Pharmaceutical Society of Australia
The Pharmaceutical Society of Australia’s National President Grant Kardachi said that the 6CPA “brought surety to the community pharmacy sector after a period of uncertainty for the whole profession.”
Mr Kardachi said that the PSA particularly welcomes the $1.26 billion in funding for the patient-focused professional services. He said that the PSA has long been advocating for an increase in pharmacist delivered professional services as it is important for pharmacists to play a part in health care delivery beyond their core dispensing role.
Mr Kardachi also said that “PSA looks forward to working on the development and implementation of evidence-based services which improve the health outcomes of the community.
“We also welcome the retention of the pharmacy location rules which we believe are in the best interests of consumers.”
Australian Medical Association
The Australian Medical Association (AMA) Vice President Dr Stephen Parnis expressed concern about the extra $600 million in funding pharmacists will receive to provide professional services to patients (taking the total to the $1.26 billion).
Dr Parnis says ““This is a lot of money for programs that are yet to be devised. We have seen past proposals and worry about fragmentation of patient care because these pharmacy ‘services’ may not add any value to patient outcomes.
“The Health Minister said today that the Government wants pharmacists to play a greater role in the patient’s ‘medical team’ – but pharmacists are pharmacists, not doctors.
“Pharmacists are not medically trained to provide medical services, nor are they indemnified to do so.
“The best primary care is provided by the local family doctor, the GP – the most cost-efficient part of the health system.
“The Government has its health priorities all wrong.”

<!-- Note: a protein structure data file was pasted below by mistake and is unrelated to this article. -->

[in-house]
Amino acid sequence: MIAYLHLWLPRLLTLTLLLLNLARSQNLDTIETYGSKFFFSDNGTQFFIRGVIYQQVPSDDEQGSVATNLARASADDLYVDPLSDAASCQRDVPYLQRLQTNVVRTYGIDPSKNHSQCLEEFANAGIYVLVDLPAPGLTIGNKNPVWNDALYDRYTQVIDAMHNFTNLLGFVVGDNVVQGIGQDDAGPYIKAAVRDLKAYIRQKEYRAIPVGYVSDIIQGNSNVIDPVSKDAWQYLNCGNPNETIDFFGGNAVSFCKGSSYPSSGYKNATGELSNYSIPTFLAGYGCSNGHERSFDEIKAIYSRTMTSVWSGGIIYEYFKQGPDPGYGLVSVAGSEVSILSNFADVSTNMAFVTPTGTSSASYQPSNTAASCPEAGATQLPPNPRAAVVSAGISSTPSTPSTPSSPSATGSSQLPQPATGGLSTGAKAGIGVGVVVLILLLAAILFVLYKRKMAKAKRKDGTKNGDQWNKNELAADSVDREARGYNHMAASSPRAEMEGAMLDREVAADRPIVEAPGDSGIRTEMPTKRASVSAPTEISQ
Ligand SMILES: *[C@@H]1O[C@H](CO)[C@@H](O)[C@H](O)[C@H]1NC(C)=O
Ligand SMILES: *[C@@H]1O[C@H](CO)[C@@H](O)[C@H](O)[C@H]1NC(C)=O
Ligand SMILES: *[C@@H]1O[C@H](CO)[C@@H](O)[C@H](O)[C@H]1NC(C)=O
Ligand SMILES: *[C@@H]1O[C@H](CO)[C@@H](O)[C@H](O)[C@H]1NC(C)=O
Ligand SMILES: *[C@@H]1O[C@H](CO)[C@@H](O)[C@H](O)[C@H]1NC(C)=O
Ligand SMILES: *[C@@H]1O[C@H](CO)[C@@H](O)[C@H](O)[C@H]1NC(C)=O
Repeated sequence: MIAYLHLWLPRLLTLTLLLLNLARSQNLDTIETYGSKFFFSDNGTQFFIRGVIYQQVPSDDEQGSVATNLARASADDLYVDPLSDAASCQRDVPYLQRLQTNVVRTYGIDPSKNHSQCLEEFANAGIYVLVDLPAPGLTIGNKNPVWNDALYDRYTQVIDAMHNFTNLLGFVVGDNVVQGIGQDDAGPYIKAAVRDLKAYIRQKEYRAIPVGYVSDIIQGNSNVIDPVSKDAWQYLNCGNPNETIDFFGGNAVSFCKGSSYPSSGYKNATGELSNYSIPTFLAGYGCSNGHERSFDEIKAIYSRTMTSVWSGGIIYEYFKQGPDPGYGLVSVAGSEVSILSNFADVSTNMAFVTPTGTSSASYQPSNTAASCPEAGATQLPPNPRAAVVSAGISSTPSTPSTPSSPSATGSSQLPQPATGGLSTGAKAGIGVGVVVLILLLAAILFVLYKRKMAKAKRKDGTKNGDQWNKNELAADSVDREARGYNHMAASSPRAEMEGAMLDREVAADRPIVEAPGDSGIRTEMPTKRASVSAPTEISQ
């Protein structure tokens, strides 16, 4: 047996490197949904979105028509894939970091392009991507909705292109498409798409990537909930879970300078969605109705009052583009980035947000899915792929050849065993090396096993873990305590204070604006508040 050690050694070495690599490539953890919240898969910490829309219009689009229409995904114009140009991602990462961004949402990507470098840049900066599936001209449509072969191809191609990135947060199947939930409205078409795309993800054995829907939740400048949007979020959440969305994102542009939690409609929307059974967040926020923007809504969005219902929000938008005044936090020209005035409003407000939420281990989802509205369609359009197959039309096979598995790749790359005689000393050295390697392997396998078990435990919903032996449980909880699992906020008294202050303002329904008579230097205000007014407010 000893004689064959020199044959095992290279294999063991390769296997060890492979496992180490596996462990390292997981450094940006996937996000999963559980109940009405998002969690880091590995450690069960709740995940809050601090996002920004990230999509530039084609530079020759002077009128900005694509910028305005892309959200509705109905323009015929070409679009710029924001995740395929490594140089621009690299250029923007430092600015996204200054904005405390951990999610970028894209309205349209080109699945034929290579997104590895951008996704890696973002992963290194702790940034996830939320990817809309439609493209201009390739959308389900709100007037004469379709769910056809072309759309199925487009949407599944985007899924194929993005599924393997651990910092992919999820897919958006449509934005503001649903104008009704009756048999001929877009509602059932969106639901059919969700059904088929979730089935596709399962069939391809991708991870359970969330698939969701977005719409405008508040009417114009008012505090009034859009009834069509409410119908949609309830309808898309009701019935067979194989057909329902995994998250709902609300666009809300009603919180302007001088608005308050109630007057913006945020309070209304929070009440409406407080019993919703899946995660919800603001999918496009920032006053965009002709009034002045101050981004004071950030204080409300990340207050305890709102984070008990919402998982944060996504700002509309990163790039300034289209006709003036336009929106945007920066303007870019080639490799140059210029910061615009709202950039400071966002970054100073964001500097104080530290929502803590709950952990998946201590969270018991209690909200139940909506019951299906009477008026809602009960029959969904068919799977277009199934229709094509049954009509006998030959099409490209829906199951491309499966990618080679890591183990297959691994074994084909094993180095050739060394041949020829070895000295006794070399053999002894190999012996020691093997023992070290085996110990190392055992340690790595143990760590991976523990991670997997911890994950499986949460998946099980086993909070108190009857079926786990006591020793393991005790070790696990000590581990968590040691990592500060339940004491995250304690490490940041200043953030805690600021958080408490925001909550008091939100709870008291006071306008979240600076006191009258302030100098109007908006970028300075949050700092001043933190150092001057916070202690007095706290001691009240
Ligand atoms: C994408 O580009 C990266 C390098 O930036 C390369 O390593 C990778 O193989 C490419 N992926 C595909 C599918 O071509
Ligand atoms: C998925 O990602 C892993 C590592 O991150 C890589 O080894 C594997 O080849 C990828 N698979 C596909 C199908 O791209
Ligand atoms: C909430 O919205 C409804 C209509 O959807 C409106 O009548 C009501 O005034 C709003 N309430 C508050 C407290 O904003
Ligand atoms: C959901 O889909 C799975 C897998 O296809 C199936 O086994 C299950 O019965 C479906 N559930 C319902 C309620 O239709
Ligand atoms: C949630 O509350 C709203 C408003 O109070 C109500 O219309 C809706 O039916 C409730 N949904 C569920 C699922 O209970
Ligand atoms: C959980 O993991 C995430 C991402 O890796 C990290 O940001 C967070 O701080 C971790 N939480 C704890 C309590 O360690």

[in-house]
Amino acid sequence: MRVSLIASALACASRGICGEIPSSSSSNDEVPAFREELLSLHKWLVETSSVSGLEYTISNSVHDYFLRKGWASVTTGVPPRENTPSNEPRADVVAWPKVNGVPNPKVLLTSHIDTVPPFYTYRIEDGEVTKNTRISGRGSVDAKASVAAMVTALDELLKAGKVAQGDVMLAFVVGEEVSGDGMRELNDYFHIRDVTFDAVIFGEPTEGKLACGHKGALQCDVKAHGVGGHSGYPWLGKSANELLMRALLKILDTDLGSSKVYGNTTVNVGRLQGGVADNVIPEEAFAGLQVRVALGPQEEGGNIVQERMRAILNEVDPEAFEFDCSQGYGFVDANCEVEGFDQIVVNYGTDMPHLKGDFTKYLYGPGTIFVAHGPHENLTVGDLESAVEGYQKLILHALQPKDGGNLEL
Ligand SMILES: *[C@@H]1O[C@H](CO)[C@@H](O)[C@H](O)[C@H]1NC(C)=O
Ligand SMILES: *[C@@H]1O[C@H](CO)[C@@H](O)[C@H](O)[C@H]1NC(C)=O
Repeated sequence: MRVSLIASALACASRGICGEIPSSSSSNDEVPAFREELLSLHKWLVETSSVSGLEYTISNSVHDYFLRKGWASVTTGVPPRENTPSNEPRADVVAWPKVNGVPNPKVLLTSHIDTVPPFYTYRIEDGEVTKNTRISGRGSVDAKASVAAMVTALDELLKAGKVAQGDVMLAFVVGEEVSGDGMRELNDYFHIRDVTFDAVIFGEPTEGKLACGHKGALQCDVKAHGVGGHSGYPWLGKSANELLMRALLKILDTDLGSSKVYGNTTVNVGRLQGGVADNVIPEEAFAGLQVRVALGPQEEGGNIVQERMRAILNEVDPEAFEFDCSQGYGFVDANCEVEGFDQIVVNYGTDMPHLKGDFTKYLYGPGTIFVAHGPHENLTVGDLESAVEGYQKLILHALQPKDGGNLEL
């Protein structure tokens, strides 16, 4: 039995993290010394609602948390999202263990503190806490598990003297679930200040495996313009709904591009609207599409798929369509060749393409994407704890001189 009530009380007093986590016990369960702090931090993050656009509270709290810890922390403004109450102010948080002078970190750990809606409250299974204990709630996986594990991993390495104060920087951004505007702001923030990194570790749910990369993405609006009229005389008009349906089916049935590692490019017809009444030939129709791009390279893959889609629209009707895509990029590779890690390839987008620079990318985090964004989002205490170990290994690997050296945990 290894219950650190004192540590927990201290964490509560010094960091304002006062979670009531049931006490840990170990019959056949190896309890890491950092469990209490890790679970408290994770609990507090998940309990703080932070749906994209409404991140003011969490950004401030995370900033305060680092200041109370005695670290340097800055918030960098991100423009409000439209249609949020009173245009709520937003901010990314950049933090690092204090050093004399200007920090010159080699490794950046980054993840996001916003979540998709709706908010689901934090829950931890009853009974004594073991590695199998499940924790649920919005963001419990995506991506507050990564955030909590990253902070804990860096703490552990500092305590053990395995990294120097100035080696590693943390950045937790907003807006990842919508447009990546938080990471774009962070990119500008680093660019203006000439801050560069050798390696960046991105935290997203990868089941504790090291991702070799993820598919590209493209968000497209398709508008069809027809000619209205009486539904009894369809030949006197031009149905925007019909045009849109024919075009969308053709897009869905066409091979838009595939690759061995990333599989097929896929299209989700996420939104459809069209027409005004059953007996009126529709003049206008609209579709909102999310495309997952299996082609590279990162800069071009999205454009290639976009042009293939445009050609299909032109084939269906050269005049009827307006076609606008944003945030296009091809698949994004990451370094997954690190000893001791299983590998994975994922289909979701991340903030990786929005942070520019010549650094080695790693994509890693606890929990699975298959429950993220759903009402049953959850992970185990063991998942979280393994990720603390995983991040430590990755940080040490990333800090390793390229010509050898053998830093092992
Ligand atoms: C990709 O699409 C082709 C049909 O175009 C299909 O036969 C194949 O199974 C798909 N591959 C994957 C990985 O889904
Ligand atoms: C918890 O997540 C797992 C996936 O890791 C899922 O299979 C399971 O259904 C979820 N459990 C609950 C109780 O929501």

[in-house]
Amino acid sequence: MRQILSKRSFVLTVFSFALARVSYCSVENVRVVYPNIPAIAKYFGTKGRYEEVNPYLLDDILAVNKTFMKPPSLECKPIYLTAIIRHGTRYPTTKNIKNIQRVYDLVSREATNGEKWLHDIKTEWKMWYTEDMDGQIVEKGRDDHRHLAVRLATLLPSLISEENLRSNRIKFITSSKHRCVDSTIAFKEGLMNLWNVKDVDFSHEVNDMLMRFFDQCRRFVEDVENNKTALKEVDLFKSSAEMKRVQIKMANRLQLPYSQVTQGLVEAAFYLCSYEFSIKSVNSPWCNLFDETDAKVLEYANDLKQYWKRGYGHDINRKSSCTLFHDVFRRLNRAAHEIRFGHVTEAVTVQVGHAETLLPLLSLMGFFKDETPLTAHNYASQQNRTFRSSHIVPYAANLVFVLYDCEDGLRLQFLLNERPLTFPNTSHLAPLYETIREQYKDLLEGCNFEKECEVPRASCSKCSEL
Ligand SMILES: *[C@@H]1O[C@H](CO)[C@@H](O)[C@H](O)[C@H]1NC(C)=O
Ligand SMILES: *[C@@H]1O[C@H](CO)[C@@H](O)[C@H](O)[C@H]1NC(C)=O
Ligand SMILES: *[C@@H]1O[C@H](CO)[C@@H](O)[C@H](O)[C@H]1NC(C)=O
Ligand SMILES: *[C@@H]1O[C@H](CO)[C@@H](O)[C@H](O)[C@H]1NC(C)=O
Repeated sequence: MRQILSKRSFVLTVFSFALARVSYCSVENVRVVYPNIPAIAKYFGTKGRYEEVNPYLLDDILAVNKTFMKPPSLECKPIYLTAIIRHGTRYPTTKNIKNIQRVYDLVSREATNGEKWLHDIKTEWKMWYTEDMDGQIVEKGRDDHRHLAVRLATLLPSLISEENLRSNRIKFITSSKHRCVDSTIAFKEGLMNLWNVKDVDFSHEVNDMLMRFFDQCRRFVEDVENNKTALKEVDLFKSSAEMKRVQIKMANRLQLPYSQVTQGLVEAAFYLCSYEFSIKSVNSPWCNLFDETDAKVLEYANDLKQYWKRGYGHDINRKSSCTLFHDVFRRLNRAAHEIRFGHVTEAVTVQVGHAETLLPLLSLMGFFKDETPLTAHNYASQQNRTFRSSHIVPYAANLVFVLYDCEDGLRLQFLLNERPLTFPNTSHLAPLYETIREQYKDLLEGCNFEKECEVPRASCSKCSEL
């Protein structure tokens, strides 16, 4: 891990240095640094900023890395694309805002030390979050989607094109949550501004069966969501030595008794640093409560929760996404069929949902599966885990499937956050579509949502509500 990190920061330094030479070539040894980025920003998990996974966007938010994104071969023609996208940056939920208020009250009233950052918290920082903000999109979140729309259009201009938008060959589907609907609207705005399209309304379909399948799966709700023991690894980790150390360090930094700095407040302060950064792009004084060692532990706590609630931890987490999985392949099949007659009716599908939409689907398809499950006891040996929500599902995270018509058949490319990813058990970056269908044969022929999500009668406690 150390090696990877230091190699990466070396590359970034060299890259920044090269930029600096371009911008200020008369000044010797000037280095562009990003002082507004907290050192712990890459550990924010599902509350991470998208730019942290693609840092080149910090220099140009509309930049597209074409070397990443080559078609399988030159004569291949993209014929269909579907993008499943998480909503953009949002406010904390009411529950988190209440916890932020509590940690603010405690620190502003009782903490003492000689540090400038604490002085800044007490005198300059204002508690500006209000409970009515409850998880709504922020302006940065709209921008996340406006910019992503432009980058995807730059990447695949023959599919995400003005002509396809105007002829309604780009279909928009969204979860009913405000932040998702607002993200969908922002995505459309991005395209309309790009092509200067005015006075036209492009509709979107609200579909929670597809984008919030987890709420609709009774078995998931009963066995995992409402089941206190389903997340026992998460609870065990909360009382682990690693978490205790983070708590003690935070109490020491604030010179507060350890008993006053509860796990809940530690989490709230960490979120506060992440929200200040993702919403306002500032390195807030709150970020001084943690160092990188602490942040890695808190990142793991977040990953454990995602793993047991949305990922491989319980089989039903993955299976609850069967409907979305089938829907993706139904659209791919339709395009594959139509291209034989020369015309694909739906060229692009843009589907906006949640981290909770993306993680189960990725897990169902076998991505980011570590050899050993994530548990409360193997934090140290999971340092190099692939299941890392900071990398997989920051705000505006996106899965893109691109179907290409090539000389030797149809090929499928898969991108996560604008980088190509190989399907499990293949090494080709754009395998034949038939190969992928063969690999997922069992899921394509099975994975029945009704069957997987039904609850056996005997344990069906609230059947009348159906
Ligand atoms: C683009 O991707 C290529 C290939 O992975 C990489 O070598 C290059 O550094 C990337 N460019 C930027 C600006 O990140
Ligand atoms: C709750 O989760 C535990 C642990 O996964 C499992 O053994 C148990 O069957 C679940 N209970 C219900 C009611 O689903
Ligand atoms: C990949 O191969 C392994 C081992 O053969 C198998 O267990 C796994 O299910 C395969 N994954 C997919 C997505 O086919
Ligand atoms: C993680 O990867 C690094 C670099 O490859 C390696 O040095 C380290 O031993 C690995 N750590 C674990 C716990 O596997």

Consumers Health Forum of Australia
There has been significant criticism of the 6th CPA from the Consumers Health Forum of Australia (CHF), who say that consumers will pay billions of dollars more for prescribed medications over the 5 year 6CPA.
The CHF has said that under the current community pharmacy agreement, consumers pay $4.8 billion, or 29% of their medication costs, while under the new agreement they will pay an estimated $8.2 billion which equates to 34%.
CEO of the CHF Leanne Wells has also criticised the 6CPA, saying that consultation over the location rules needs to be with a broad group of stakeholders, not just the Pharmacy Guild of Australia.
Ms Wells has also expressed concerns about the redirection of product and supply delivery funding from the National Diabetes Services Scheme to pharmacies and wholesalers. She says this is “also an issue of significant concern and we will be seeking further information from the Minister on how the patient support and education services currently provided by Diabetes Australia and other services which cannot be provided within pharmacy will be maintained under the new arrangements.”
However, the CHF has welcomed the professional services funding for community pharmacy, saying that it should foster stronger support for projects like home medicine reviews. Although they question why the primary care programs are being rolled out through retail pharmacies and have said that they would like to see a more collaborative approach with pharmacists working in general practice.
More articles on My Health Career:
- Guild Claims details for 6CPA negotiations have been misrepresented
- Pharmacy crying poor – the Pharmacy Guild and big pharma both call for government support in the lead up to 6CPA
- The health industry’s reaction to the 2015 Federal Budget
- At Their Mercy – the 4 Corners report about sexual harassment and bullying in surgical training
- Medical students go rural to get a professional edge